How to Run OSPF on Junos Devices - dummies

How to Run OSPF on Junos Devices

By Walter J. Goralski, Cathy Gadecki, Michael Bushong

OSPF is an advanced interior gateway routing protocol. OSPF is a link-state protocol. Instead of determining the best route by looking at the distance (number of hops), link-state protocols run a shortest-path first (SPF) algorithm to create a database of the network’s topology and, from that database, to determine the best (that is, shortest) path to a destination.

The nice thing about OSPF is that not only can hops be used as metrics, but you can set OSPF to determine the best path. The best path might use the fewest number of hops or the highest bandwidth links, while using one route for multicast and another for regular unicast packets. Setting up multi-topology OSPF routing is a lot of work, but doing so is often worth the effort.

As an IGP, OSPF operates within a single network administrative boundary or domain, which is sometimes called an autonomous system (AS).

Each router running OSPF goes through the following process to discover the network topology and determine the best path to each destination:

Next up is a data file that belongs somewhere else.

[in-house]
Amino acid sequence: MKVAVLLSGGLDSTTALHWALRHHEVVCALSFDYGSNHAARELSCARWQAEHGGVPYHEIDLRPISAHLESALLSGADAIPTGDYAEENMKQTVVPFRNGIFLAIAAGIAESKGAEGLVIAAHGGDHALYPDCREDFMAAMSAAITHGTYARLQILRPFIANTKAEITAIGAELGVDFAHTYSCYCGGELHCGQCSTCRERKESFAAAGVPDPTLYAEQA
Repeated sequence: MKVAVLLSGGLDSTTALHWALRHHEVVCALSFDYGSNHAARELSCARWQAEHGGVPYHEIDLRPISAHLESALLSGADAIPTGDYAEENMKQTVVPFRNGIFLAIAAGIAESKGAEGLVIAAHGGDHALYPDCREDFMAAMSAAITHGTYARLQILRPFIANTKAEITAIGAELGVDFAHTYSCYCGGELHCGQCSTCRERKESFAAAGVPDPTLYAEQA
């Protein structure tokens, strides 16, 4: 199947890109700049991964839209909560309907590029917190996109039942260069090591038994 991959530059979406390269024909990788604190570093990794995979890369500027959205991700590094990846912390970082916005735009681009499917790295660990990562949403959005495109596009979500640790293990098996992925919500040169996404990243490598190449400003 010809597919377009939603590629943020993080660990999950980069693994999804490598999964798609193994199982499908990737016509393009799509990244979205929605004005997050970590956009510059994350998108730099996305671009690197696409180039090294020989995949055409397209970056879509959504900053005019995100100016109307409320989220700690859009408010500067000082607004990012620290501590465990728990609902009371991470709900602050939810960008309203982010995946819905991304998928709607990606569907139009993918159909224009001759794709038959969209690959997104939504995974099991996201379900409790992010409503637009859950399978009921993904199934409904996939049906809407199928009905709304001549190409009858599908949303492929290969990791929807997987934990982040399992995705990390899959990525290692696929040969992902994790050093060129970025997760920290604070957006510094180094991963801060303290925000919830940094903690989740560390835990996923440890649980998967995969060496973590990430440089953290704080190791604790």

1. OSPF creates link-state advertisements (LSAs), which describe the network topology that the router has in its link-state database.

  2. The router floods the LSAs to all routers in the domain.

  3. When the router receives LSAs from other routers, it adds the information to its link-state database.

  4. The router runs the Dijkstra SPF calculation to determine the shortest path to each destination in the domain.

    The result of the calculation is a pair of values for each destination, consisting of the destination address and the next hop toward that destination. OSPF places this information in its OSPF routing database.

    Although each router performs the SPF calculation independently, all routers end up with identical link-state databases (though the routers may have different next hops for the destinations). Another way to look at it is that OSPF routers all have essentially the same routing table information, but derive distinct forwarding tables.

    All OSPF routers within a domain must have the same link-state databases for OSPF to work.

  5. When changes occur in the administrative domain, this information is transmitted in LSAs, and all the OSPF routers rerun the SPF calculation and update their link-state databases.